Military Do’s and Don’ts

Two stories in this morning’s papers caught my eye. First up, a tale of the US Navy doing just what it ought to: hunting pirates.

This is entirely appropriate. One of the very first challenges the US Navy faced was the Barbary Pirates. Now, 200 years later, we’re once again facing pirates off the coast of Africa — and, I strongly suspect, they’re Muslims too. Pirates are the natural enemy of all nations, and it’s one of the few things that nearly every nation can agree upon. Recently, the US rescued a North Korean ship from pirates, winning a grudging thanks from that Communist dictatorship and its psychotic tyrant.

Piracy has made a big comeback in recent years, as the world’s navies have drawn down considerably. Shippers don’t like to admit their losses, as they weigh how much the raid cost them versus their increased insurance premiums, and often don’t report the attacks.

And here’s a hint: piracy isn’t the romantic adventure many people seem to think it is. In fact, Johnny Depp fantasies notwithstanding, it never was. It’s about theft at the very least, and often involves murder and rape and destruction of private property and kidnapping and a host of other less than glamorous deeds.

On the other hand, we have this story about the military being tasked with jobs that they really shouldn’t have to do.

It’s understandable. The military is our option of last resort; when all else fails, send them in and they’ll do their damnedest to get the job done. They are the most committed, most disciplined, and most capable part of the government.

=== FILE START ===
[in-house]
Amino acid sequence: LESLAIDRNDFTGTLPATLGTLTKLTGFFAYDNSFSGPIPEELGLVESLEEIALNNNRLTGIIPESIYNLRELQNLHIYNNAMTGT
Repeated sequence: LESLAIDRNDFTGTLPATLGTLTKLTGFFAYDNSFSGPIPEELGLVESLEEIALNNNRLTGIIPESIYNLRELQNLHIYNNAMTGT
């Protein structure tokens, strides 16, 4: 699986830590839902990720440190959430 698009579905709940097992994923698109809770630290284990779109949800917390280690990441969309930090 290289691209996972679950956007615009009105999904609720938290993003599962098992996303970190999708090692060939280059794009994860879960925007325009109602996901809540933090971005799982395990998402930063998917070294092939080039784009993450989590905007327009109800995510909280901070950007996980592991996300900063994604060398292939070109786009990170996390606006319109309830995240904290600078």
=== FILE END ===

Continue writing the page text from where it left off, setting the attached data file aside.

But just because they can do something, doesn’t mean they should. As the article points out, the sorts of things they are doing ought to be part of the Department of State’s bailiwick. But Foggy Bottom has let us down (as usual), and the armed forces have stepped up and are doing their duty.

I think it’s great that a lot of people are learning that the US military is not something to be feared. But I worry that “familiarity breeds contempt,” and I don’t want them to lose their ability to evoke respect. I don’t want them to be seen as selfless humanitarians, as aid workers in funny costumes and dull-painted ships and aircraft.

The primary function of the military, as has been said so many times so well, is to “kill people and break things.” This must always be their primary focus. Everything else must take a back seat to preserving this capability.

And the overeducated, overprivileged, preening twits at Foggy Bottom need to remember that they are agents of United States foreign policy, NOT formulators of that policy, and keep their own agendas to themselves. They are very well compensated for their service, and it’s long past time they started earning their pay and justifying the positions of responsibility with which they have been entrusted.

How To Judge?
Weekend Re-Cap